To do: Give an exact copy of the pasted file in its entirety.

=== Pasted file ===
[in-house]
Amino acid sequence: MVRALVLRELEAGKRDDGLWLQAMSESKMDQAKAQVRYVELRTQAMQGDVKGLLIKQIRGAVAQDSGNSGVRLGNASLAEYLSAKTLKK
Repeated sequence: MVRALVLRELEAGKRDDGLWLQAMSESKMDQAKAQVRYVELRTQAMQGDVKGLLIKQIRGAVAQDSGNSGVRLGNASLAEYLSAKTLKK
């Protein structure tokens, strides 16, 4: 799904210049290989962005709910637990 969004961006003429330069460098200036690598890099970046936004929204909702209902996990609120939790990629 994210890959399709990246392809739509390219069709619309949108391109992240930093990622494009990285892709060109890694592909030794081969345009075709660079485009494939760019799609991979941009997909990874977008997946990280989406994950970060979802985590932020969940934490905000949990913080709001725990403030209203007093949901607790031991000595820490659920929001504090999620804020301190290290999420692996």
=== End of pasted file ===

[in-house]
Amino acid sequence: MVRALVLRELEAGKRDDGLWLQAMSESKMDQAKAQVRYVELRTQAMQGDVKGLLIKQIRGAVAQDSGNSGVRLGNASLAEYLSAKTLKK
Repeated sequence: MVRALVLRELEAGKRDDGLWLQAMSESKMDQAKAQVRYVELRTQAMQGDVKGLLIKQIRGAVAQDSGNSGVRLGNASLAEYLSAKTLKK
């Protein structure tokens, strides 16, 4: 799904210049290989962005709910637990 969004961006003429330069460098200036690598890099970046936004929204909702209902996990609120939790990629 994210890959399709990246392809739509390219069709619309949108391109992240930093990622494009990285892709060109890694592909030794081969345009075709660079485009494939760019799609991979941009997909990874977008997946990280989406994950970060979802985590932020969940934490905000949990913080709001725990403030209203007093949901607790031991000595820490659920929001504090999620804020301190290290999420692996």